Late yesterday afternoon, police and sheriff’s deputies in Oklahoma City responded to a call from prison guards for help. During medicine distribution on the 10th floor, a man had taken the radio and keys of one of the detention officers and freed other men from their cells.
The cops wasted little time. Claiming that the guard was in a “hostage position” with something held against his neck or back, the cops shot and killed the imprisoned man soon after arriving.
The Oklahoma County Jail is emblematic of prisons under capitalism. Conditions there are so bad that the sheriff’s department had its control of the jail revoked by a judge and put in the hands of a “trust.” And just last month, two detention officers at the jail were arrested and fired for smuggling contraband to people incarcerated in the facility.
The man police shot was the fifth person to die at the jail just this year. According to the Oklahoman, “Seven jail inmates died in 2018 and six deaths were reported in 2019. Last year six died, including four after jail operations became the responsibility of the jail trust.”
The United States incarcerates more people than any country in the world. As the Prison Policy Initiative explains, this country has about 5 percent of the world’s population and 20 percent of the global number of incarcerated. That accounts for nearly 700 people imprisoned for every 100,000 people in the population — nearly 1 percent of the U.S. population, and a bit over 1 percent when you count only working-age adults. Often, prisons are run by private corporations on behalf of the state.
Whoever is nominally “in charge,” American prisons are usually run like the worst capitalist corporations. The for-profit prisons seek to maximize those profits and drive down operating costs. They are run at the expense of any modicum of human dignity for those forced by the repressive state to spend time behind bars — often for victimless crimes related to recreational drug use or crimes of economics committed just to survive a system that allows hunger and homelessness to fester.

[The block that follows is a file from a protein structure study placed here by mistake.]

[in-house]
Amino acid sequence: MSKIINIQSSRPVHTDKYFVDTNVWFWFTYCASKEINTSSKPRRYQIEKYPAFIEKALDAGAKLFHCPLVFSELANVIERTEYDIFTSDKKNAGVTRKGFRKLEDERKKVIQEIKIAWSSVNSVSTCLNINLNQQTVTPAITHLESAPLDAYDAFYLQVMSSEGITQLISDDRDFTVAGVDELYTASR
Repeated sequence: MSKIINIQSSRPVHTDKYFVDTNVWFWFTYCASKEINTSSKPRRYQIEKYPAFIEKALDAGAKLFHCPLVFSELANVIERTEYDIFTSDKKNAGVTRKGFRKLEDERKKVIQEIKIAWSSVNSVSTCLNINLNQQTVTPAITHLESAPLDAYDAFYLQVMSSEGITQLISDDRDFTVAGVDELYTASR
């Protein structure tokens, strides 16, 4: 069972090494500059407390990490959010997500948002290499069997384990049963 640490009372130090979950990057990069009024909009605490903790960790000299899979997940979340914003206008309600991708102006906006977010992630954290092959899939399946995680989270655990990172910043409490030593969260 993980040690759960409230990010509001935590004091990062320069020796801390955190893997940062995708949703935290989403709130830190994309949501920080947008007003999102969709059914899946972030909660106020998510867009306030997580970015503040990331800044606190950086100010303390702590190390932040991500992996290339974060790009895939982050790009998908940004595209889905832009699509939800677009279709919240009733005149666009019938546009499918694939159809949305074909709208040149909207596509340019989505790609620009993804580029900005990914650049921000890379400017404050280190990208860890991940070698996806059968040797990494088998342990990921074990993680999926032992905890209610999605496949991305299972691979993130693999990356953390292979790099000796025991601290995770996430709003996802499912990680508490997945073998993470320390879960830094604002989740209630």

It’s never a surprise that those put behind by bars rise up from time to time against their treatment. Video from the Oklahoma County jail posted on Facebook shows a man looking into the camera and explaining the jail conditions that led to the action. “We can’t take showers,” he said, and mentioned that prisoners didn’t have food, reported a local TV station.
Local activists gathered outside the jail as news spread of the incident. The Rev. T. Sheri Dickerson, a leader of Black Lives Matter in Oklahoma City, said, “Inmates have repeatedly complained about moldy food, lack of water and access to basic sanitation, including showers. This is nothing new. The inhumane conditions of the Oklahoma County jail are horrendous.”
Told that the man had been shot and killed, he added, “They don’t respect the simple dignity of human beings when they stand up and say, ‘I am a person. I don’t deserve to be treated like this.’”
U.S. prisons concentrate the conditions of capitalism in general. What Dickerson said of inmates goes for the entire working class, especially its most oppressed and marginalized sectors.
A small group of protesters remained at the site late into Saturday night, chanting and pounding on the jail’s parking lot gate. It was “loud enough to be heard a block away.”